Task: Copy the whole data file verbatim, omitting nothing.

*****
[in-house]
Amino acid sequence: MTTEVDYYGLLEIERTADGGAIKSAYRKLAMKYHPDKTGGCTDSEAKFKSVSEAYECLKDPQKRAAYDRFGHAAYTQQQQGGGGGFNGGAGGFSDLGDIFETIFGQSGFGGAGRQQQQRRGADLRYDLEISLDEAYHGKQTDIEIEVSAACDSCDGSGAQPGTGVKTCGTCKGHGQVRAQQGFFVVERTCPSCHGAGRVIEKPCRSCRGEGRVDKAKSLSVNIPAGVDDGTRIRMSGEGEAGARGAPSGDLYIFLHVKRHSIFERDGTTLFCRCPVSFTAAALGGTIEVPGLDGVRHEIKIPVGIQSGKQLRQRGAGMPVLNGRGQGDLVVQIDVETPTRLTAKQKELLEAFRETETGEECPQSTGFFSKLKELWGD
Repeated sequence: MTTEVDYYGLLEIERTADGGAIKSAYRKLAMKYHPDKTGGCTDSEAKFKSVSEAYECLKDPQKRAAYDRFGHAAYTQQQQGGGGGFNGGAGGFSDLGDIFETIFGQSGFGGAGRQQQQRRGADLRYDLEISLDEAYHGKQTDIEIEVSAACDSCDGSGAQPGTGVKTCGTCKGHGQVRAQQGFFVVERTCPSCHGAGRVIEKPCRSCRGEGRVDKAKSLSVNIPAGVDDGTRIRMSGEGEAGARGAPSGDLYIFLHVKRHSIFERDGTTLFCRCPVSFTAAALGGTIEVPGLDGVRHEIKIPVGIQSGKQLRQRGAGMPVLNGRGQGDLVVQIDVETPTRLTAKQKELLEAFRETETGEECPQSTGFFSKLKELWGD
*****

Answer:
[in-house]
Amino acid sequence: MTTEVDYYGLLEIERTADGGAIKSAYRKLAMKYHPDKTGGCTDSEAKFKSVSEAYECLKDPQKRAAYDRFGHAAYTQQQQGGGGGFNGGAGGFSDLGDIFETIFGQSGFGGAGRQQQQRRGADLRYDLEISLDEAYHGKQTDIEIEVSAACDSCDGSGAQPGTGVKTCGTCKGHGQVRAQQGFFVVERTCPSCHGAGRVIEKPCRSCRGEGRVDKAKSLSVNIPAGVDDGTRIRMSGEGEAGARGAPSGDLYIFLHVKRHSIFERDGTTLFCRCPVSFTAAALGGTIEVPGLDGVRHEIKIPVGIQSGKQLRQRGAGMPVLNGRGQGDLVVQIDVETPTRLTAKQKELLEAFRETETGEECPQSTGFFSKLKELWGD
Repeated sequence: MTTEVDYYGLLEIERTADGGAIKSAYRKLAMKYHPDKTGGCTDSEAKFKSVSEAYECLKDPQKRAAYDRFGHAAYTQQQQGGGGGFNGGAGGFSDLGDIFETIFGQSGFGGAGRQQQQRRGADLRYDLEISLDEAYHGKQTDIEIEVSAACDSCDGSGAQPGTGVKTCGTCKGHGQVRAQQGFFVVERTCPSCHGAGRVIEKPCRSCRGEGRVDKAKSLSVNIPAGVDDGTRIRMSGEGEAGARGAPSGDLYIFLHVKRHSIFERDGTTLFCRCPVSFTAAALGGTIEVPGLDGVRHEIKIPVGIQSGKQLRQRGAGMPVLNGRGQGDLVVQIDVETPTRLTAKQKELLEAFRETETGEECPQSTGFFSKLKELWGD